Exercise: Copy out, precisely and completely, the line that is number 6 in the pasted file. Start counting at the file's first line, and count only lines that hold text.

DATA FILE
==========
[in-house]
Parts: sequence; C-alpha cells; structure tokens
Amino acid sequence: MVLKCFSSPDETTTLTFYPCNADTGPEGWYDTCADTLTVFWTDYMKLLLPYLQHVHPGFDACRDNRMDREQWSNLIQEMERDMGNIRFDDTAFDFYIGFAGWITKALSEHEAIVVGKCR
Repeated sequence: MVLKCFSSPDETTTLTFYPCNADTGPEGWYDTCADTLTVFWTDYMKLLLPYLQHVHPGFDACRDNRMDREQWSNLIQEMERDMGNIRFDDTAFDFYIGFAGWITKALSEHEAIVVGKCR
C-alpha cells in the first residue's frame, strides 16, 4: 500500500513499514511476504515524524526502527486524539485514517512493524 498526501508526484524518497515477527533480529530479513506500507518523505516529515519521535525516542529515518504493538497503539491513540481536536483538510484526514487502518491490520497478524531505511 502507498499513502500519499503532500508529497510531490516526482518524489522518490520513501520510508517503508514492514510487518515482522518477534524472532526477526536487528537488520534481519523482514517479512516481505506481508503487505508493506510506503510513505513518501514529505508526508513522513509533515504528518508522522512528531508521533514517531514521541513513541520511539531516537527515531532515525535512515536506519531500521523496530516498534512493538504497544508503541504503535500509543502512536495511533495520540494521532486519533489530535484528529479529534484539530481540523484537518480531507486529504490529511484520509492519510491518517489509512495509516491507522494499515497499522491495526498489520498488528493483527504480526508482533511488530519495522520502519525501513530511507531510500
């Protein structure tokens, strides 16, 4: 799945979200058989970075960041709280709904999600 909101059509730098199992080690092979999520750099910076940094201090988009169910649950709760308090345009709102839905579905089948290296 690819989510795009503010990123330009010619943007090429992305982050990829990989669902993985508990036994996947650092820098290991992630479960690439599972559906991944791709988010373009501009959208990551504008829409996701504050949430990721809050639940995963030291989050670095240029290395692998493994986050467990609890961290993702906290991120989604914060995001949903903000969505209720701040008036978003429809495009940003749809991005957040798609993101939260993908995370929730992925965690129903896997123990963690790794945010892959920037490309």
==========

């Protein structure tokens, strides 16, 4: 799945979200058989970075960041709280709904999600 909101059509730098199992080690092979999520750099910076940094201090988009169910649950709760308090345009709102839905579905089948290296 690819989510795009503010990123330009010619943007090429992305982050990829990989669902993985508990036994996947650092820098290991992630479960690439599972559906991944791709988010373009501009959208990551504008829409996701504050949430990721809050639940995963030291989050670095240029290395692998493994986050467990609890961290993702906290991120989604914060995001949903903000969505209720701040008036978003429809495009940003749809991005957040798609993101939260993908995370929730992925965690129903896997123990963690790794945010892959920037490309």